Stairwell safety first

Archived news: published on Tuesday 22 May 2018 by Fife Council

Chair of the council's Community and Housing Services Committee Judy Hamilton

Chair of the council's Community and Housing Services Committee Judy Hamilton

FIFE Council and Scottish Fire and Rescue Service are appealing to all council tenants and private residents to help prevent the risk of fire in their homes. Teams of fire, housing and community safety officers are visiting blocks of flats in the Kirkcaldy area over the next few weeks to raise awareness of the dangers if communal areas are not kept clear.

The move to keep people safe in flats was reinforced in the Levenmouth area last year highlighting safety issues around blocked stairwells.

Chair of the council's Community and Housing Services Committee Judy Hamilton welcomed the initiative, stressing the importance of keeping stairwells safe for everyone.

She commented: "Working in partnership with the Scottish Fire and Rescue service we are trying to get the message across that common stairs and closes should be kept clear so that people can escape if there is a fire in the flats. We need to work together on this so that residents are aware of the dangers, can keep a look out for their neighbours and play their part in promoting fire safety in their homes."

 Communal areas in flats can become blocked with items including prams, buggies, mobility scooters, sofas, furniture, washing machines, fridges, freezers,  bikes, toys and bags of rubbish. These themselves are a fire risk but would also make it difficult for people to escape in the event of fire. During the visits tenants and residents will be asked to remove items if they are found to be blocking the stairs. 

Station Manager Iain Brocklebank said: “We carry out regular visits across Fife with our community safety partners to ensure stairwells are kept clear and we would urge people not to leave rubbish or other items in common stairwells.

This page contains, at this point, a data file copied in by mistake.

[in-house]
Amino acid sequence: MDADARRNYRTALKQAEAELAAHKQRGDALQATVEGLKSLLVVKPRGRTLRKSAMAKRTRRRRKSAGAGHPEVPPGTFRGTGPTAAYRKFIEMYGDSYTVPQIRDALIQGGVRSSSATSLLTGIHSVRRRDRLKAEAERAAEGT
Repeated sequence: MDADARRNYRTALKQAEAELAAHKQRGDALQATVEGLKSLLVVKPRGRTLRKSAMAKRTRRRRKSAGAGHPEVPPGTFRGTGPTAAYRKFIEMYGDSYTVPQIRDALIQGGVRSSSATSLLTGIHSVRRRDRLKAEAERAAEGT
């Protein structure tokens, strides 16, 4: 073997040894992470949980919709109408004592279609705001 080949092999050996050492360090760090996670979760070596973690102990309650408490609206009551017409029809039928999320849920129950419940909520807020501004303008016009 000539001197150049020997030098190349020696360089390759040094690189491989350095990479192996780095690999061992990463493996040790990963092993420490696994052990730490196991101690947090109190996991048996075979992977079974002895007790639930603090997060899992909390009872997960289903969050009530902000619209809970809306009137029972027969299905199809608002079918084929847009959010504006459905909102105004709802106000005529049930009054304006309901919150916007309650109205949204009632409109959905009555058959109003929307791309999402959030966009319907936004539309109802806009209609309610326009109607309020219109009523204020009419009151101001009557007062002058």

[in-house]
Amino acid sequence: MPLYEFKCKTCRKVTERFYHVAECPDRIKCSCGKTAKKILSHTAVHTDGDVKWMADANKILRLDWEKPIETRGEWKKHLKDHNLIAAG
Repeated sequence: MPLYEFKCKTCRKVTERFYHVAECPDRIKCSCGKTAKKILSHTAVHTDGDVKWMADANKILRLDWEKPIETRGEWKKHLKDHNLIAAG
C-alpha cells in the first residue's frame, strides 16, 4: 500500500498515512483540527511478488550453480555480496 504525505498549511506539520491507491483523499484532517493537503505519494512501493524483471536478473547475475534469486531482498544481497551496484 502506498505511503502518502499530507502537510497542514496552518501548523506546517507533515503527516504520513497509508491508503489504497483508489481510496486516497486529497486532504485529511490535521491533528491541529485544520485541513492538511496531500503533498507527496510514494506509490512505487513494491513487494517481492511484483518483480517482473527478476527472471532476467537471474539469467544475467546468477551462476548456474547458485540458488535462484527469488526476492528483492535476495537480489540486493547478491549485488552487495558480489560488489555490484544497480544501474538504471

“Discarded items of furniture and rubbish can produce large amounts of toxic smoke and also impede access for emergency responders.

“You can reduce the risk of fire for yourself and your neighbours by keeping common stairs clear and free from obstruction and making sure main doors are kept locked.  Steps should be taken to ensure the door entry/intercom system is working.

“We want everyone to be safe in their homes and cannot stress enough the importance of having a working smoke alarm. That is why we make such a concerted effort in the provision of free Home Fire Safety Visits to ensure everyone has adequate fire detection in place.

“If fire breaks out, a smoke or heat alarm will give you valuable early warning to react and reach a place of safety. And, if you are sleeping, a working alarm could be absolutely vital. Our dedicated firefighters will visit homes, give safety advice, identify potential hazards and escape routes and even installing smoke alarms where appropriate – free of charge."

If you or someone you know could benefit from a visit, please request a visit by calling the SFRS free phone number 0800 0731 999.

A wide range of tips on how to keep yourself and your home safe from fire are available on the SFRS website: Or check out

Any unwanted items can be disposed of free of charge at your local recycling centre.  Alternatively, a special uplift can be arranged online at or by calling Fife Council on 03451 550022 (Mon to Fri 8am – 6pm).  You can also use these details to find out more about recycling and waste disposal or to report issues with rubbish in communal areas.




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